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The Call to Prayer and Straight Outta Bangkok by Daniel Mahoney

Artist: Hemlighter
Album: s/t
Label: Tripwire (UK)
Out of a whirlwind of overblown guitar harmonics and sixties song structures stretched across slaughtered walls of sound and rolling distant drums comes forty minutes of crush and ravish. This is Brooklyn’s Hemlighter. Sonically sodden fluxus melody textures and aching boy/girl sampled vocals mix in frogless chambers of supervast. Andy Warhol himself once declared entire eras should be transfusive, and then the jilted hierarchies, the washes of feedback drifting into soft lilts of vocalcosmic eddy: it came to pass. Pitchfork blessed Hemlighter with as a perfect “10” and the news flowed like manna to the despondent ever-wandering desert-jews of Indiehip and they gathered it unto themselves. And they multiplied it at the afterparty. And those who listened to Hemlighter found them like a recipe chuzzled down, familiar as bread and water, salt and parsley. And so they brobacked and they tweeted and they liked. And nowhere would one find the meat of twee and geek as they thronged round the hems of Hemlighter. And it was sick; and, being sick, all the more sweet. And the boys came quickly, being boys. And they wore their tee-shirts too tight. And they pitched their tents in Williamsburg and Fort Greene whereby they stood erect in squares, staring at their shoes, together, in awe.
Artist: V/A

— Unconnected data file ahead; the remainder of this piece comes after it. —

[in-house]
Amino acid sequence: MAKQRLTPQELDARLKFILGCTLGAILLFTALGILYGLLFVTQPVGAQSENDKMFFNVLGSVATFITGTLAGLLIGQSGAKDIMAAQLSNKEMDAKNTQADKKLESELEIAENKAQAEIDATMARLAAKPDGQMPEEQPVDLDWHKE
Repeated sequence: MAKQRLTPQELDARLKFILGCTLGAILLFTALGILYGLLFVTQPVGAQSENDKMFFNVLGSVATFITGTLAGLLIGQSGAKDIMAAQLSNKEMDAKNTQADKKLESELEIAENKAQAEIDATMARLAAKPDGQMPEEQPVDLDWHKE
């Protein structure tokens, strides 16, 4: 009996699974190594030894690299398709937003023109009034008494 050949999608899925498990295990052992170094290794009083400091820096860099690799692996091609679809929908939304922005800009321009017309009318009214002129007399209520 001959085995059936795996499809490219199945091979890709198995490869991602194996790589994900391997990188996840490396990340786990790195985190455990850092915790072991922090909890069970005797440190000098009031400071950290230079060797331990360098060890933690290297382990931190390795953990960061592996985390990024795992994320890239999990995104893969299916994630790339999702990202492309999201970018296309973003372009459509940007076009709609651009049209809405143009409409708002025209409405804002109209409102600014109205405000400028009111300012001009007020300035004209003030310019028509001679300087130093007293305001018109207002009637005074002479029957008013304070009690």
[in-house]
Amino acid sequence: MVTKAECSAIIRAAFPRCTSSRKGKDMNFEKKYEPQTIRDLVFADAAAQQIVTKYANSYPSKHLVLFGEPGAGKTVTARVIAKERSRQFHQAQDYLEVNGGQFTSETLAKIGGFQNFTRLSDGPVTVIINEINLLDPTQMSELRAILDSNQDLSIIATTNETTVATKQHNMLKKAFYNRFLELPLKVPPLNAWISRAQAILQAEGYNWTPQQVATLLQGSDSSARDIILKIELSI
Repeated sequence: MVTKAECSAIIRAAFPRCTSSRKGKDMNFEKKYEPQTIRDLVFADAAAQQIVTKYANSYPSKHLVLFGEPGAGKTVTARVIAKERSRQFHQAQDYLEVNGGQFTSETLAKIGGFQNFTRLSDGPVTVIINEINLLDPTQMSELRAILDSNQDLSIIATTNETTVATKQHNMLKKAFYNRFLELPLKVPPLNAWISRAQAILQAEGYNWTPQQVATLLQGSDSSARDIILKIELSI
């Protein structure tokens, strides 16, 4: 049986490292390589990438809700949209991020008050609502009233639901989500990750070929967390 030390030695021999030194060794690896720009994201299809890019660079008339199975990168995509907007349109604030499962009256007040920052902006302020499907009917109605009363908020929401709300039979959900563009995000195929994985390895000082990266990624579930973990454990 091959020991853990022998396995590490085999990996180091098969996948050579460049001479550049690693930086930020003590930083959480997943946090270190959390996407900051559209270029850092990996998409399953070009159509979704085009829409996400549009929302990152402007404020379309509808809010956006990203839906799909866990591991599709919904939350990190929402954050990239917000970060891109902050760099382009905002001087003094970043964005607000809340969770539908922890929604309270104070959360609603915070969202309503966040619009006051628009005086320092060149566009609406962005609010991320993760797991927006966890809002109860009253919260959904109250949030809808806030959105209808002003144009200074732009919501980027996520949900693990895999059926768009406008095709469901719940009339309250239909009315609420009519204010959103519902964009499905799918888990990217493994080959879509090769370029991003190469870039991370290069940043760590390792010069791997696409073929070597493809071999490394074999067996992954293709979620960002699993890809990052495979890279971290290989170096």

Album: My Thai: An Imbibcation Celebration
Label: (OM)
This is one massive My Thai Imbibcation Celebration for sure! Dark wine laden spirits, meline painted doors and azure dyed cornmeal balls color the entire region of Isan, Thailand for the week-long party known as Khon. The festival dates back centuries and the only thing that remains constant is the amount of drinking, music, and phalluses involved. Now OM has brought out My Thai: An Imbibcation Celebration, a double disk recording (with full color booklet & extensive liner notes) documenting last year’s event. These disks are the closest things to being there that being there would be. This is a world away from the worlds of Smith and Lomax, the cover of the disk says it all: creepy ghost painted raccoons yodel through massive wooden phalluses and anoint foliage placed upon them in bombastic shapes, thus signaling both the unbent sheer thrill of phallocentricity and the hopes for a fertile growing season. In other regions of Isan, entire villages paint phantasmal animal masks for months in advance then toss them into the river for the beginning of Iinu, or feast night. Young initiates, both male and female, dive into the river and retrieve the masks that are then brought to the central square and set on fire along with several drugged hummingbirds, a Brahma rooster and the right hand of a gibbon. Fucking savage! Red-banded statues surround villages for five nights of music, theatre, and hallucinatory spectacle. The shows include an array of fantastic kabuki beatings coupled with throbbing musical accompaniment of drum and over amplified feedback saturated khaen (free reed mouth organ) blasting through ancient metal loudspeakers. The challenge to musicians participating in the all night sessions is to make music elastic enough to carry through an immense variety of transpsychic cultural fabulation. After a couple of hours, the sounds do become unearthly narcotic.
Daniel Mahoney has been writing music reviews for bands and albums that do not exist… or exist only in his head. Other imaginary music reviews can be found at Hobart, The Fiddleback, The Vehicle and Bad Robot Poetry. Non-imaginary reviews can be found in Bateau Lit Magazine where he is a contributing editor. If you’re into analogue scenery, visit him in Maine where the terrain is amazing but the tacos are scarce. If you’re more into digital vistas, visit him virtually at rusticator deluxe.